With the DigWalkerville handle, organisers will provide weekly updates about construction, information about special events and where to park, business promotions and anything else they think customers will need to know. The whole idea is to turn what is usually a negative into something positive for the area.
Earn Your Stripes
Southampton Football Club in the UK has launched a new social media campaign, called ‘#EarnYourStripes’ to promote the team’s new shirts. The sporting attire is making headlines because it marks a return of the traditional Southampton stripes.
Hundreds of footballs were placed in various locations around the city and fans had to go hunting for them. After finding one of the balls, they had to take a selfie with it and tweet the picture to the club’s Twitter account. Those who did were entered into a draw that will see ten winners receive a new shirt.
Social Media News
The World Cup continues to dominate the social media scene, with many companies reporting positive results for aligning with the biggest football event on the planet.
World Cup Winners
So, the World Cup is over for another four years, and it’s a hearty congratulations to Germany for a fabulous campaign and 1-0 win over Argentina. One of the big news stories away from the pitch is how much time, money and resources companies invested in social media campaigns to tie in with the tournament.
According to reports, brands spent nearly as much on World Cup social media campaigns as they do on Super Bowl TV ads. SocialCode, a digital marketing firm said that the social-spend on football related campaigns rose to the half million and multimillion dollar range for some advertisers. It has also been a World Cup filled with hilarious memes. The #BBCtrending team has produced a short video of some of the best and most humorous.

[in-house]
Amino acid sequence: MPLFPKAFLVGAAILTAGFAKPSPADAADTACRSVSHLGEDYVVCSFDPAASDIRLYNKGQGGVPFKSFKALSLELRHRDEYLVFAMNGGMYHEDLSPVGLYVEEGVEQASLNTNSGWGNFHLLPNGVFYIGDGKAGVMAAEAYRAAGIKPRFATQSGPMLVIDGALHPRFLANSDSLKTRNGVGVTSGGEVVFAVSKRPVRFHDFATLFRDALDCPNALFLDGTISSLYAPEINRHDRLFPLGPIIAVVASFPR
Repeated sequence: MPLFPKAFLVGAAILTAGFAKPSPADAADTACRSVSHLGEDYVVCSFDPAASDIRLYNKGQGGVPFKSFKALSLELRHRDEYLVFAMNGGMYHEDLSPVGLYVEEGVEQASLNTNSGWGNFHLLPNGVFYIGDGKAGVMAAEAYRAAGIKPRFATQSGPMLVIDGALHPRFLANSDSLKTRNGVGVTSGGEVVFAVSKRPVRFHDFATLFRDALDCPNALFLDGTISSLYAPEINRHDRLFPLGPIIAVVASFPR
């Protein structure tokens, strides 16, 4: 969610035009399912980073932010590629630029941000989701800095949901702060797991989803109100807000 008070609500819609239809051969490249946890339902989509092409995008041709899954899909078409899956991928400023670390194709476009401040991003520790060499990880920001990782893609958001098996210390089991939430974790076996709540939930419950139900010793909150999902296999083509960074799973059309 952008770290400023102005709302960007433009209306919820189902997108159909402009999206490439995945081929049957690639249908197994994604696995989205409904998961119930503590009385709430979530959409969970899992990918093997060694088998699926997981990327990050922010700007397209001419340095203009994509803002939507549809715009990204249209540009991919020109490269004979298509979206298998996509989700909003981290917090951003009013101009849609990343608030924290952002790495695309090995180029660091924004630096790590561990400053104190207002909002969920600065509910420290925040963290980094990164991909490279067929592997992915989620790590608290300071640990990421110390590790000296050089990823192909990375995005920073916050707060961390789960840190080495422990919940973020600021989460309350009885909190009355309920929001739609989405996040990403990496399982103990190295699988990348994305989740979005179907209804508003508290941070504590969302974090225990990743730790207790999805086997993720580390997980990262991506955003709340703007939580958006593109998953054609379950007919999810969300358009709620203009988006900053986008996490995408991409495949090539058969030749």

Social Media Winner
Geary LSF, a global digital marketing agency has picked up the American Marketer of the Year Award and Best Social Media Campaign at the 2014 San Diego American Marketing Association’s AMY Awards.
The honour recognises the agency’s “Blue and Yellow Can Fan Madness” Facebook sweepstakes campaign for long-term client WD-40 Company. The promotional push generated more than one million sweepstakes entries and increased the company’s Facebook fans by 73% and overall social audience by 50% in only one month.
And finally, HomeShop18’s recent social media campaign, featuring two animated cats received around 100 million impressions within a month of its launch – a phenomenal result. The online shopping store in India used Facebook, Twitter, WhatsApp, YouTube and a microsite to promote its brand.
“Using the lovable and clutter-breaking cats across digital through the specialised microsite, WhatsApp, memes and engaging contests have ensured success in the form of business impact and buzz for our brand,” said Vikrant Khanna, CMO, HomeShop18.
From MavSocial | Social Media Marketing Software for Business